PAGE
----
Wang Chau villagers should “sacrifice themselves for the greater good of development”, Chairman of The Association of the New Territories Open Storage Operators Limited Tang Kwan-shing said on a Commercial Radio programme on Friday morning.
Tang said that “relocating people is easier than relocating storage facilities” because people can be moved into buildings, whereas “storage facilities filled with cargo and goods cannot be moved into buildings.”
He added that bulky objects such as shipping containers, steel beams, and construction materials are too heavy to be stored inside buildings. “Large machinery such as that used in building the Stonecutters Bridge weighs in at a few hundred tons, how can you hoist that up?” he asked.
Asked if he would sacrifice the village in which he lived to save the brownfield it neighboured, he said “no, of course not.” “There are so few people living there [in the Wang Chau villages], Tang said, whereas his village was densely populated by indigenous villagers. “These villages [where I live] have historic value, it does not make sense to tear down the shrines for the government to build public housing,” he said.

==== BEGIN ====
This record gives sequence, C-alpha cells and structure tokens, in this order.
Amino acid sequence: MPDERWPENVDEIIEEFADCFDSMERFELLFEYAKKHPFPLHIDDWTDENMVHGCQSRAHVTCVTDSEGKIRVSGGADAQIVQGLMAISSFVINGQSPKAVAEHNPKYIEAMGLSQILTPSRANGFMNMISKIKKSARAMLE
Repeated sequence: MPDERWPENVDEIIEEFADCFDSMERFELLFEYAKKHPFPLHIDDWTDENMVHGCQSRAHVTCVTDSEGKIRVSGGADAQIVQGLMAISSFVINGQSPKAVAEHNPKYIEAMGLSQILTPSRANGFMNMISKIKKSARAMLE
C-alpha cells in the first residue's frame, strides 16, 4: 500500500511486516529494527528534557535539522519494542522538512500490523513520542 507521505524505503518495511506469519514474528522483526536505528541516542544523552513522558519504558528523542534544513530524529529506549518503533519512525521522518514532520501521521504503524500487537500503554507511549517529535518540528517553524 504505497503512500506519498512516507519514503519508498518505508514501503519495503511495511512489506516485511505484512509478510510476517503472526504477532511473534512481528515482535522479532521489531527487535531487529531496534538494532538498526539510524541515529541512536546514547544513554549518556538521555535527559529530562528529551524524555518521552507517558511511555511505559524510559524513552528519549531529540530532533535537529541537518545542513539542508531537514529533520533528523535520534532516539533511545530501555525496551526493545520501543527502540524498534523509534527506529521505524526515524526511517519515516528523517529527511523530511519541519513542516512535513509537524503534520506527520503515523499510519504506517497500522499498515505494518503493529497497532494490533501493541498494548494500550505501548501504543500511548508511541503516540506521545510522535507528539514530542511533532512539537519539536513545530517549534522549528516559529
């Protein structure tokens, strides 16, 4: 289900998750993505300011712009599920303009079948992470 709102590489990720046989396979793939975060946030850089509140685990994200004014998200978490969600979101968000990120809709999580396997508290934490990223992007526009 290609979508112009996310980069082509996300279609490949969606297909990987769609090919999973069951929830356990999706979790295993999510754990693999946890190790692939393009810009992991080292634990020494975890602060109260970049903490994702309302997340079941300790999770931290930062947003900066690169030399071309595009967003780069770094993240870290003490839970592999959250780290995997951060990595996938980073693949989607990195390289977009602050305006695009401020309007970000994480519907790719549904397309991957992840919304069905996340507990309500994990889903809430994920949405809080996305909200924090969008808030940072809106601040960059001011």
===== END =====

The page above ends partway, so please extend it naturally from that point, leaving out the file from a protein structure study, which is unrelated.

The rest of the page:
Tang was immediately challenged by the programme host for being hypocritical, to which he said “it is not a matter of indigenous or non-indigenous villages… whether to sacrifice yourself for the greater good also depends on the severity of the situation.”
He suggested Nam Sang Wai, a piece of land near Wang Chau, as a possible location to relocate storage facilities. However, “a lot of people are against using that area because it is on the greenbelt, a conservation area, and has a piece of wetland,” he said, “then what land can we move to?”
The construction of 13,000 public housing units on a Wang Chau brownfield site occupied by a rural strongman’s car park was postponed by the government, whilst a plan to build 4,000 flats on a greenbelt site occupied by non-indigenous villages was given the go-ahead. As evidence of off-the-record lobbying with rural leaders emerged, a blame game ensued as the government stood accused of bowing to pressure at the expense of villagers. The controversy came to the public’s attention after incoming lawmaker Eddie Chu Hoi-dick made it the centrepiece of his election campaign.